Access for disadvantaged children to school trips in a time of austerity

Financing school trips is increasingly difficult for schools in the current funding environment. Understanding the law on charging for school trips can help to ensure school trips both continue to run and benefit disadvantaged children.

To finance school trips, schools may decide to charge or seek voluntary contributions.

Charging can mean disadvantaged children miss out on the trip if their parents cannot afford the charge. Schools may only charge for ‘optional extras’ and must have a charging and remissions policy detailing what they intend to charge for. For school trips, optional extras include:

  • education provided outside of school time that is not part of the national curriculum, the syllabus for a prescribed examination, or religious education;
  • transport; and
  • board and lodging.

Children whose parents are in receipt of certain benefits (the same benefits which would make them eligible for free school meals) are exempt from being charged for board and lodging, the cost of which must be met by the school. Schools cannot seek to recover this cost of board and lodging by charging other parents more than the actual cost of the board and lodging for their child/ren, and the individual charge to each parent must not exceed the actual cost of the board and lodging divided equally by the number of children participating.

It is worth noting that if the charge for the school trip is still prohibitive for some families, and the school has the finances, the remission policy may reduce the charge for the school trip to other parents.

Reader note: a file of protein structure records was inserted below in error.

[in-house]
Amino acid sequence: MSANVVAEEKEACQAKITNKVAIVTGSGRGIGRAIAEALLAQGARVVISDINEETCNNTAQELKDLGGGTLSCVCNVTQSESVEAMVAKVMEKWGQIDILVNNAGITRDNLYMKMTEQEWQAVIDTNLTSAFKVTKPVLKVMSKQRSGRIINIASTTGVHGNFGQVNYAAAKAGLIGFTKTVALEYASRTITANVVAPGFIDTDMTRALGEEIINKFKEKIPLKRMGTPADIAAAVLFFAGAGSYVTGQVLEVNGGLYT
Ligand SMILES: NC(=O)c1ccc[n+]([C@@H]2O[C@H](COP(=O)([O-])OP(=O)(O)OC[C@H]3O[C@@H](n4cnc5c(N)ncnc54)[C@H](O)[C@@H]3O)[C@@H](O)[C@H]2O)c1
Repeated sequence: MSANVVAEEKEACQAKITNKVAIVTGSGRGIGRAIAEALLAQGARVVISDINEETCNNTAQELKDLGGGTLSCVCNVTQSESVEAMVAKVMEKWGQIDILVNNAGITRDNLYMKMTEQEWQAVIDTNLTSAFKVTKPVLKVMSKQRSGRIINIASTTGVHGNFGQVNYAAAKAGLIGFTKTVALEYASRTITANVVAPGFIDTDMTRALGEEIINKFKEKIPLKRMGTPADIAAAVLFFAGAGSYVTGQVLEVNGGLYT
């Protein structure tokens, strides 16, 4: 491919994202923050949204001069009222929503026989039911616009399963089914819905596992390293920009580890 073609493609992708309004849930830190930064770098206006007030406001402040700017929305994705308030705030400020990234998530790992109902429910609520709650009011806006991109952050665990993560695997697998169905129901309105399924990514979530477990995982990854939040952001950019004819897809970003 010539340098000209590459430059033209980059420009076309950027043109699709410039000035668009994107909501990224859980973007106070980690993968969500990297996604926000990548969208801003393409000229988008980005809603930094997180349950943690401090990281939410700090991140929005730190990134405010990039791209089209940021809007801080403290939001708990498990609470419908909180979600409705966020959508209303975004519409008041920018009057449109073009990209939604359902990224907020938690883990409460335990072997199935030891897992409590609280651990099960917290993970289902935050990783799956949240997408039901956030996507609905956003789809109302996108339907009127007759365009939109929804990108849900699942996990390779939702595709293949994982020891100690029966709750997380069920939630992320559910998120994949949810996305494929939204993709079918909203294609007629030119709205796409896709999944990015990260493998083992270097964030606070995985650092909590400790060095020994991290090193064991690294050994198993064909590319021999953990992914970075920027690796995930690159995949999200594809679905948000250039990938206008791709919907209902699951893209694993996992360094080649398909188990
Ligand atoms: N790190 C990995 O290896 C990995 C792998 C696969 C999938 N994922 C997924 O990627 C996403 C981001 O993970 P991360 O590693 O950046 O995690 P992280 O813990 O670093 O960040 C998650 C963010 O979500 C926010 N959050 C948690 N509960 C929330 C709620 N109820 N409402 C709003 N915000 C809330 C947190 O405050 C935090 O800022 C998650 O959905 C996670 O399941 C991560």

Instead of charging for a school trip a school may ask for voluntary contributions. While children of parents who do not make a voluntary contribution cannot be prevented from going on the trip, if there are insufficient contributions the trip may have to be cancelled. When asking for a contribution towards a school trip a school must make it clear to parents that there is no obligation to make any contribution, that children of parents who do not contribute will not treated any differently, but that, if necessary, that the trip might have to be cancelled if insufficient contributions are received.

Advice from the Council for Learning Outside the Classroom guidance provides a useful reminder of ways to keep costs of school trips down:

  • Don’t overlook opportunities for learning outside the classroom on the school site including school wildlife areas, school ponds, adventure play areas, orienteering on the school site.
  • Consider how best to use the resources within walking distance, such as local parks or woodland, the local church or village.
  • Consider activities led by your own staff or volunteers, rather than instructors at a field study or activity centre.

Consider camping as an inexpensive residential opportunity, particularly when this is local, or even on your or a neighbouring school site. Youth organisations such as the Scouts, Guides or the local youth service may be able to help with advice and equipment.

The law and practice referred to in this article or webinar has been paraphrased or summarised. It might not be up-to-date with changes in the law and we do not guarantee the accuracy of any information provided at the time of reading. It should not be construed or relied upon as legal advice in relation to a specific set of circumstances.

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